Khan uses ethical hacking, where he has permission to gain unauthorized access to a vehicle's systems, to understand how connected vehicles can be hacked. For example, hackers might be able to gain entry through Wi-Fi, cell phone signals or apps used to start vehicles. Khan is also examining how vehicles respond to hacking techniques and what factors may prevent them from safely reacting, since vehicles operate in uncontrolled, dynamic environments.
Learning from the past
The pandemic-driven mass transition to remote work meant many employees were working outside firewalls for the first time, and reports of cybercrimes spiked significantly.
“We know that this is related to the rapid digitalization of the workforce that happened on an unprecedented scale,” said Burcu Bulgurcu, an information technology management professor who focuses on behavioural and strategic cybersecurity and privacy issues for technology users and organizations.
As a research-stream fellow, she is examining the impact of remote work on the management of cybersecurity during and after the COVID-19 pandemic, which forced organizations to transform and digitalize their work environments without sufficient planning and preparation.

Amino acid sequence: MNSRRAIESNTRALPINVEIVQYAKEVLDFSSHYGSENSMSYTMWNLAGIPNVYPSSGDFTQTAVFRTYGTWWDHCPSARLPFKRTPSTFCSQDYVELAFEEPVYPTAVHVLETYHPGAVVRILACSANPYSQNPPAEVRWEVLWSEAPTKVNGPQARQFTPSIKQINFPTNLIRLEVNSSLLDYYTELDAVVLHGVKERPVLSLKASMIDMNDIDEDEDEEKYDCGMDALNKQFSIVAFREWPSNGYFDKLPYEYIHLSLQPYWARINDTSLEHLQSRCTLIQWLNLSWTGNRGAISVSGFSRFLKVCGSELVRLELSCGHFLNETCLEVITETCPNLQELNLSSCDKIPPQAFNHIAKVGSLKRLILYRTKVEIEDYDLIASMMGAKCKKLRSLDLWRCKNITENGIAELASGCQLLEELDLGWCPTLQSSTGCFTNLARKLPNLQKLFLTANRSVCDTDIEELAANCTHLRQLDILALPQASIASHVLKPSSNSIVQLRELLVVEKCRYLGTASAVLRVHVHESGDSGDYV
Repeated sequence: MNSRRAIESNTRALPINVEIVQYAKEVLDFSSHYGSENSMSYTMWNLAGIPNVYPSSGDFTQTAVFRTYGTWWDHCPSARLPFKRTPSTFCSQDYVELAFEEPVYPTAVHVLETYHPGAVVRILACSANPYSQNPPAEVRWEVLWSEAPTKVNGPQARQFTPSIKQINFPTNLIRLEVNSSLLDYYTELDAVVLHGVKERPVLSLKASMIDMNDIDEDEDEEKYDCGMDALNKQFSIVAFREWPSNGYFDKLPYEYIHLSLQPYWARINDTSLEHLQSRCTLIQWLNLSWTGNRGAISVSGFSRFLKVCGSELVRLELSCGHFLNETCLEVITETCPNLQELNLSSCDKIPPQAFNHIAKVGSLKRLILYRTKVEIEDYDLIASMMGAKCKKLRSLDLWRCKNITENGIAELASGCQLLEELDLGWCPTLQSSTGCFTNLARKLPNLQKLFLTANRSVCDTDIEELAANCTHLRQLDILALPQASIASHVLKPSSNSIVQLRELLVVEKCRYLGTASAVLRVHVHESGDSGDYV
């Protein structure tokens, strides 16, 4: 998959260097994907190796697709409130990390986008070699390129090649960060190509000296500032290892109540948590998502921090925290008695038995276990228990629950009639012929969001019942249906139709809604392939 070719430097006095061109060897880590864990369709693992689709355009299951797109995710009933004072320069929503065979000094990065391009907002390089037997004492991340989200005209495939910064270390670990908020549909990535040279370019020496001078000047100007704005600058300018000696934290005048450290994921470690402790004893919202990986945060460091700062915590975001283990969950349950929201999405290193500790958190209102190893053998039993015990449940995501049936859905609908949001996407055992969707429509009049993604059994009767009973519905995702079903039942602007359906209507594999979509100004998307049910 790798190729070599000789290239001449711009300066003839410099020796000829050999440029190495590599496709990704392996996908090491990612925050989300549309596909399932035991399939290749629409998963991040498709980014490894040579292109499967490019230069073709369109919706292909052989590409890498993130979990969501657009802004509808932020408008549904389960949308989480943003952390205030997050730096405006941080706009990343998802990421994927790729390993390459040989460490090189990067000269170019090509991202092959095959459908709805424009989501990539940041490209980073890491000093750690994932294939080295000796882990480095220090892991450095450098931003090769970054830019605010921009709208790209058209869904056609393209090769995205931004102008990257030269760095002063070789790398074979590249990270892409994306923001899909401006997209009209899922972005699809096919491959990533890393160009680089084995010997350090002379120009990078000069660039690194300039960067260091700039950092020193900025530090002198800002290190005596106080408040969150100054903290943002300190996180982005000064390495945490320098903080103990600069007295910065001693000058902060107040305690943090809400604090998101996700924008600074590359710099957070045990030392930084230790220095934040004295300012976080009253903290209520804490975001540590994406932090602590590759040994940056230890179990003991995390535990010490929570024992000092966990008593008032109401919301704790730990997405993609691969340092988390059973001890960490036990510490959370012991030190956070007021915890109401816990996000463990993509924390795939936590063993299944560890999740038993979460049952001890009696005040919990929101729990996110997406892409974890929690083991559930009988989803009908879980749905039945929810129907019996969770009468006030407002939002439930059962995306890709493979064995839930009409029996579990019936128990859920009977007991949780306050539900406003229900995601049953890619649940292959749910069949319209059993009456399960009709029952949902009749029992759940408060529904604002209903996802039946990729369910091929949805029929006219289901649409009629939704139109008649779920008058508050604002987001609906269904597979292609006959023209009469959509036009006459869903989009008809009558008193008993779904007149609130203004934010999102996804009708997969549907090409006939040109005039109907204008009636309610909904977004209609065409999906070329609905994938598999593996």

“My goal is to pinpoint the problematic or insufficient work practices that lead to these issues and propose solutions and guidelines,” said professor Bulgurcu. “Was it the adoption of new technologies? Was it the need to update existing policies and best practices? Was it the allocation of resources and expanding capabilities of the workplaces?”
Through a series of interviews with technology and cybersecurity professionals, as well as business managers at both traditional and more dynamic workplaces, professor Bulgurcu is discovering what and how organizations learned about cybersecurity as they adapted to the pandemic-driven changes. Her research will help identify the gaps in cybersecurity measures, policies and training programs related to remote work and provide guidelines and recommendations to improve organizations’ levels of preparedness. According to professor Bulgurcu, learning from the pandemic-driven mass digitization is overdue now that hybrid-style work has become a norm.
Looking to the future